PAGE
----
It all started with a simple request. “Could you make me a bed too?” After I had completed my craftsman style bed, I had certainly mentioned it to my circle of friends. After spending a lot of time on that project and developing some new skills, I was proud of what I had built. Turns out, one of my friends liked the idea of a custom bed. That’s what led to the request above.
“Sure, I can make you a bed. What should it look like?” Thankfully the client had an idea in mind. After a discussion over the phone to get an idea of their design, I sketched up a rough diagram. Now I mean that I sketched up, as in, with a pencil, on a piece of paper. SketchUp hadn’t been invented yet. Then I sent a copy for review. Probably mailed, but there is actually a very good chance it was faxed. For those unfamiliar with a fax, I suggest https://en.wikipedia.org/wiki/Fax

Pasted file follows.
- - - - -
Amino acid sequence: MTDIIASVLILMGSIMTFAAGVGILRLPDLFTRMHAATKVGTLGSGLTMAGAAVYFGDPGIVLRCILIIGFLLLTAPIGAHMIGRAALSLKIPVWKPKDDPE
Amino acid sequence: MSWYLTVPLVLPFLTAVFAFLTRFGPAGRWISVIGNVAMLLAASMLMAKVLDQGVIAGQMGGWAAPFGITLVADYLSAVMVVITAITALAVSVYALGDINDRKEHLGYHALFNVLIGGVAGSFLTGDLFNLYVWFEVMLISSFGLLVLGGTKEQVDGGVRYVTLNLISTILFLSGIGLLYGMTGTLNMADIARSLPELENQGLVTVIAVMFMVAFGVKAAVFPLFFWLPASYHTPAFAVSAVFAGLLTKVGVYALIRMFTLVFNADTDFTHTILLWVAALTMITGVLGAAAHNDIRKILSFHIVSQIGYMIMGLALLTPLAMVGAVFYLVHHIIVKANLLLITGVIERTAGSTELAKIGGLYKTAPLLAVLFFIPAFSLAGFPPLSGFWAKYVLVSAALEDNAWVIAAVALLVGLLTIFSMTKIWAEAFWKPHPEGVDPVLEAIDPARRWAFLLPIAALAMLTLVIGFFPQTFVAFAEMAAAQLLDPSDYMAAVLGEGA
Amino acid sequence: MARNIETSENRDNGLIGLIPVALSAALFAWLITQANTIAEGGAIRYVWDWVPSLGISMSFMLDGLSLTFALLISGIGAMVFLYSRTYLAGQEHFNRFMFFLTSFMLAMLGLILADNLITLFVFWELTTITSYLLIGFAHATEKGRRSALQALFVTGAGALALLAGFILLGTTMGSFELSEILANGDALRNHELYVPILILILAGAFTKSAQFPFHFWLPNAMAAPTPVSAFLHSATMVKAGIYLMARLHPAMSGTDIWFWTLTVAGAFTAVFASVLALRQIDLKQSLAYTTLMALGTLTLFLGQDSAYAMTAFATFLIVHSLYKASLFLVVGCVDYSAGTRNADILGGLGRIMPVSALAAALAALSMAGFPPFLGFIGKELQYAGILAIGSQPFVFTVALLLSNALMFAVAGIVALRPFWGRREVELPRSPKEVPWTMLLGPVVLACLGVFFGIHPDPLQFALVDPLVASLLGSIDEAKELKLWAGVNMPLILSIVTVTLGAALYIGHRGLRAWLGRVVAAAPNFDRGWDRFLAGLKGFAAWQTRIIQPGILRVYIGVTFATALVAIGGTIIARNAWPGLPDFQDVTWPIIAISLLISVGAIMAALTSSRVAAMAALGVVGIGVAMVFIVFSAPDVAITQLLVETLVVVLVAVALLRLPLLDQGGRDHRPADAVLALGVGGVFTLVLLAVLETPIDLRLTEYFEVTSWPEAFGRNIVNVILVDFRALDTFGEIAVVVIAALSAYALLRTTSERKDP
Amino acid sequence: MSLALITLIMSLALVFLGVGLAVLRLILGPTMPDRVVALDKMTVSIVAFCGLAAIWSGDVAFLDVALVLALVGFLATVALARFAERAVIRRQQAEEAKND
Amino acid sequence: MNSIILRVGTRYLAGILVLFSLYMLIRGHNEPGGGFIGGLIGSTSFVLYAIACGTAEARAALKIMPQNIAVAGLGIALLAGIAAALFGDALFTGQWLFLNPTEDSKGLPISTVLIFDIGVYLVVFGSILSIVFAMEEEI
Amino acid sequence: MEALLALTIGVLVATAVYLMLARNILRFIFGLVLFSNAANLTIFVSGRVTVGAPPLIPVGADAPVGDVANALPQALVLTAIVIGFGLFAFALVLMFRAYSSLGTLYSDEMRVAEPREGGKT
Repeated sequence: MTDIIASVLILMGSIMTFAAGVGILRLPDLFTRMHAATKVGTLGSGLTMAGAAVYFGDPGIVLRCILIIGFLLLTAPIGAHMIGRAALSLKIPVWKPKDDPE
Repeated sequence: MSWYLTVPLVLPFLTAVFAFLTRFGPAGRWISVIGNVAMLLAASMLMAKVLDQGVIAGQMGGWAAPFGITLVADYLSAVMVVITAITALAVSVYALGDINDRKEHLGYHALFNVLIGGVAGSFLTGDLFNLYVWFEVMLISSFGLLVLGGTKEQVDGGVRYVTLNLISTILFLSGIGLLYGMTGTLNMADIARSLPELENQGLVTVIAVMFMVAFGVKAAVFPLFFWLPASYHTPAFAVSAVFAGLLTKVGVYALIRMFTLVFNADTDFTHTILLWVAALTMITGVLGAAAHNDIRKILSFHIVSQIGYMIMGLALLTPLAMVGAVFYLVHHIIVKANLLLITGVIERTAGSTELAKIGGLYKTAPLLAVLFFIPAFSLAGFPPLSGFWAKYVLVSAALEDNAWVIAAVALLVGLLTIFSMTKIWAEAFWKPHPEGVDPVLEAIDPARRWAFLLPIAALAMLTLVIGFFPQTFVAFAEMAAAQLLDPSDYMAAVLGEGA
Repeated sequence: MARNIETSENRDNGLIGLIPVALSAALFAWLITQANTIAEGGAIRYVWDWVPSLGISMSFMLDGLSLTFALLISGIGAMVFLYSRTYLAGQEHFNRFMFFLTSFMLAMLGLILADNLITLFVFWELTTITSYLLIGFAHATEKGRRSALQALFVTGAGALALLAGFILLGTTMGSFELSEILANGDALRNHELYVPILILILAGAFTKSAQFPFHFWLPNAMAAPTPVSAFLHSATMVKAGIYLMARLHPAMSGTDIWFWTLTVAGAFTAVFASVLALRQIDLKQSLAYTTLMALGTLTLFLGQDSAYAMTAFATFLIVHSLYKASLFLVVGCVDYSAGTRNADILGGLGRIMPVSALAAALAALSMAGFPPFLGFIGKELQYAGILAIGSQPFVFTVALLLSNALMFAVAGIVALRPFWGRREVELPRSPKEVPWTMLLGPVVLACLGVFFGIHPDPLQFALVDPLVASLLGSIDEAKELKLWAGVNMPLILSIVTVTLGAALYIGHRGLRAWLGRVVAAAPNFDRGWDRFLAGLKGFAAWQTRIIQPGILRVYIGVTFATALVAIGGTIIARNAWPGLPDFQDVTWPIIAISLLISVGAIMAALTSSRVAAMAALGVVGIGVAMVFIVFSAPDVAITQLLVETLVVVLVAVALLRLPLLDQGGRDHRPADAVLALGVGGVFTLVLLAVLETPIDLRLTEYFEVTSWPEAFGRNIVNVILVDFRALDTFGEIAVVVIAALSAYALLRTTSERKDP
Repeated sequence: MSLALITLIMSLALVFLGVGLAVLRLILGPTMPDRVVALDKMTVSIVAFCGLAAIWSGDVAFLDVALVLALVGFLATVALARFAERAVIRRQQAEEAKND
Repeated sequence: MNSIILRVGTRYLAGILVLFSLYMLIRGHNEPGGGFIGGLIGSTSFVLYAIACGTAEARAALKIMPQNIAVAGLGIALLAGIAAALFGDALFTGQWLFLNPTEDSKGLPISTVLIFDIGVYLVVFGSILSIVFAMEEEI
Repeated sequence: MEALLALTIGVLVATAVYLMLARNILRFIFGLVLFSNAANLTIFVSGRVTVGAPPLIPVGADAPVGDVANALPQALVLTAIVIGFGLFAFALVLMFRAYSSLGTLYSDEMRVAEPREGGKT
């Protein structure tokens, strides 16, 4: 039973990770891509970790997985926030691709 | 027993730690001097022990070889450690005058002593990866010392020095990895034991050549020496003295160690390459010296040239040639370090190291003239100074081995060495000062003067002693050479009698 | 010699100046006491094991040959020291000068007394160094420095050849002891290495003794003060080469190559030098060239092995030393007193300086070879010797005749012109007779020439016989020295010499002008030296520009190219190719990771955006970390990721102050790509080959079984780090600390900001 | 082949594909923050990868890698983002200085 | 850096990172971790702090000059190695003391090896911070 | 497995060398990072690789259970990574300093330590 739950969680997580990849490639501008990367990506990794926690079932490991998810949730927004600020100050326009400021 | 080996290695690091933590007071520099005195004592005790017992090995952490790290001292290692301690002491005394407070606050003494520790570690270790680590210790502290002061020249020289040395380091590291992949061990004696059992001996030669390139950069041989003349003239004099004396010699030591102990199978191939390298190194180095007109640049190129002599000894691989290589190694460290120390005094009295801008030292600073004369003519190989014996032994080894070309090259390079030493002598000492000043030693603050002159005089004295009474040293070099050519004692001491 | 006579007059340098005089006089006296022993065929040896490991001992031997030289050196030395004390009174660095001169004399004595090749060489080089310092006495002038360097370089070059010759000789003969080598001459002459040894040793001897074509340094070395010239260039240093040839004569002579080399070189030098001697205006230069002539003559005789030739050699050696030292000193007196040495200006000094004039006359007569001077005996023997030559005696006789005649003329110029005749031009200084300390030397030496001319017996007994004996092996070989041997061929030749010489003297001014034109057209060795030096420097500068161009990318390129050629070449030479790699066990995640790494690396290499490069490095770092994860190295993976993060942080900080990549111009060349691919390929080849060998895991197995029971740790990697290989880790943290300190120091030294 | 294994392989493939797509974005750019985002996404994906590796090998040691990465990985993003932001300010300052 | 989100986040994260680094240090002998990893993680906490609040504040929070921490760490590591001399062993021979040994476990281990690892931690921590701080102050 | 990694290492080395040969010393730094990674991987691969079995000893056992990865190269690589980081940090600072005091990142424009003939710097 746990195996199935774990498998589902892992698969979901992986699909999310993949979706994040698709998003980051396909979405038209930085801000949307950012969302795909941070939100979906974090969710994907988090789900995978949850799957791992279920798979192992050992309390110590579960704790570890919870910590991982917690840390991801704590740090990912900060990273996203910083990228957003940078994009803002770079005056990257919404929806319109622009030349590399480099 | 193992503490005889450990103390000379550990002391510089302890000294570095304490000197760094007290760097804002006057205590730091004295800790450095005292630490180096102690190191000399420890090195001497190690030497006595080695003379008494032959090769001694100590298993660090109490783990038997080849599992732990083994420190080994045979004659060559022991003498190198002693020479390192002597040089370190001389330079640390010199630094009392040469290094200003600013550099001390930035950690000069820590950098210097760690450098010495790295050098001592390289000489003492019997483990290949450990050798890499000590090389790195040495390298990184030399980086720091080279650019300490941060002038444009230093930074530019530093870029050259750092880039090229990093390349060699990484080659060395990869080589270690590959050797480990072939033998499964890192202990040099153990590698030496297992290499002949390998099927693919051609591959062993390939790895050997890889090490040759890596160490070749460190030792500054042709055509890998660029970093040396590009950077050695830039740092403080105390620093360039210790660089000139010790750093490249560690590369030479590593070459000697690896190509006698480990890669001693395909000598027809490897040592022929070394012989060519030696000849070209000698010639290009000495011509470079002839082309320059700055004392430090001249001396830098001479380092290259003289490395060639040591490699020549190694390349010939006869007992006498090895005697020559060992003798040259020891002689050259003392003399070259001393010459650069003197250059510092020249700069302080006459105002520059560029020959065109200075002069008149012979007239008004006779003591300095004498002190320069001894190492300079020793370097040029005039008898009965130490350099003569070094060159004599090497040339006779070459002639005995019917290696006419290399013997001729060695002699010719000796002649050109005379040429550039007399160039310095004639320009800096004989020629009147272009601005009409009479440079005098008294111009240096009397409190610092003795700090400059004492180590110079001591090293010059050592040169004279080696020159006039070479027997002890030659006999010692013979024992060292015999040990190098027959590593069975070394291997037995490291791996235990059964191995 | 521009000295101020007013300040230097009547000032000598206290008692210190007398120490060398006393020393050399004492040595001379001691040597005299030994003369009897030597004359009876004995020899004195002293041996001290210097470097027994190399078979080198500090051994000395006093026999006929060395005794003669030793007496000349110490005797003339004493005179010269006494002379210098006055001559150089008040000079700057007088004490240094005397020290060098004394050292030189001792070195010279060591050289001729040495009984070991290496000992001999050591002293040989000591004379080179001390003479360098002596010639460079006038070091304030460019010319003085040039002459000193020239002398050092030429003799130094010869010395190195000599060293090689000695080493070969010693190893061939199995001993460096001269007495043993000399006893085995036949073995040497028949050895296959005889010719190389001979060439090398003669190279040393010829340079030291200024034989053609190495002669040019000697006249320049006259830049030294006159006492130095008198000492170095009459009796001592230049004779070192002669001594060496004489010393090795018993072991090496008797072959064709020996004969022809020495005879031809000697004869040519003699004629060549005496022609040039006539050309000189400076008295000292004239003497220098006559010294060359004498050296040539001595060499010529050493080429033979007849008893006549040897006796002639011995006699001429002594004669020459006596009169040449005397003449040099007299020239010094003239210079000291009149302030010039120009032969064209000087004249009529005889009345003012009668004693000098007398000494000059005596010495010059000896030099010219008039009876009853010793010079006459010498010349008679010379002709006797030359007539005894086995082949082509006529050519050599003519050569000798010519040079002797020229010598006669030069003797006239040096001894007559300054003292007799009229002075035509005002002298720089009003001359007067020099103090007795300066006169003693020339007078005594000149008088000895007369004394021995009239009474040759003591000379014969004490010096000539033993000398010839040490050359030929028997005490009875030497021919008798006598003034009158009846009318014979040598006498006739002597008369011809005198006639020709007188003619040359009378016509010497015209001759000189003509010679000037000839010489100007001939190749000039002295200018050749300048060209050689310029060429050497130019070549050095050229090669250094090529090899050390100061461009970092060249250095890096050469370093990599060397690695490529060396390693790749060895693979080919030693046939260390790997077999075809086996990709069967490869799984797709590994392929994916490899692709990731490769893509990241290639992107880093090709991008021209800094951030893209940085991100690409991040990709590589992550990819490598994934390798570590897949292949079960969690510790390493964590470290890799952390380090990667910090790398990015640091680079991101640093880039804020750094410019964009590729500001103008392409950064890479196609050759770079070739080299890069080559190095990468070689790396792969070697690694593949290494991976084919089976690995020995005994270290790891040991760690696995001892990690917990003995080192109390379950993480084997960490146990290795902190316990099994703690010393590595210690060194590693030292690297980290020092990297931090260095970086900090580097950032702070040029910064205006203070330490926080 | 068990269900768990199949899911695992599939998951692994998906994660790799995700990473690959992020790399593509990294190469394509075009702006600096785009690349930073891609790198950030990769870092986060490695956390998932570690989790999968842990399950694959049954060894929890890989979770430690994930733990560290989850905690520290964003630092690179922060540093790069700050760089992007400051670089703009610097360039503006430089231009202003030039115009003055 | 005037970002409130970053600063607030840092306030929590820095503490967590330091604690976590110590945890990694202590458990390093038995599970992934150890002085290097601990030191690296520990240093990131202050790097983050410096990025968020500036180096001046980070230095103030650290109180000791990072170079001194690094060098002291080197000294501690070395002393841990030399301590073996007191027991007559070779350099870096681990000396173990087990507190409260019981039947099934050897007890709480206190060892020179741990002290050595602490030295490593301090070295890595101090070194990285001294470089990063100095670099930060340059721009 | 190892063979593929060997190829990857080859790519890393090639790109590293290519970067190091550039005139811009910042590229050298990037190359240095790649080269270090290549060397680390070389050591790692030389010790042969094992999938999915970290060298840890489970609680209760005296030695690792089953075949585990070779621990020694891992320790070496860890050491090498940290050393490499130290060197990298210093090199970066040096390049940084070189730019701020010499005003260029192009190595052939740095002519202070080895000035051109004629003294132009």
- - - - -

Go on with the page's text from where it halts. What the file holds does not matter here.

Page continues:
Thankfully the sketch met with their approval and the building could commence. Unlike the first bed, this one is all Maple, though finished the same way. Several coats of tung oil and then paste wax. Something new I tried on this bed was a simple “fifth” foot for the bed. It was just a short leg with a wide flat top that would “pressure fit” at the center of the bed to relieve some of the stress on the slats/plywood that held up the mattress. If you walked around the bed, you couldn’t see it unless you got down on the floor to look for it.
This bed was built in the same tiny shop and assembled over the same pool table as the craftsman bed. I also used the same Rockler mortised bed hangers. Thankfully this bed was less complex to assemble, but given that it was for a client, the glue up was still as stressful as ever. One extra twist is after it was all done, I drove it to the clients and set it up for them. That was fun to see it all complete and where it “belongs”. A bit different than receiving an online order and then just shipping it off in a box. That sounds nice too, but this was different.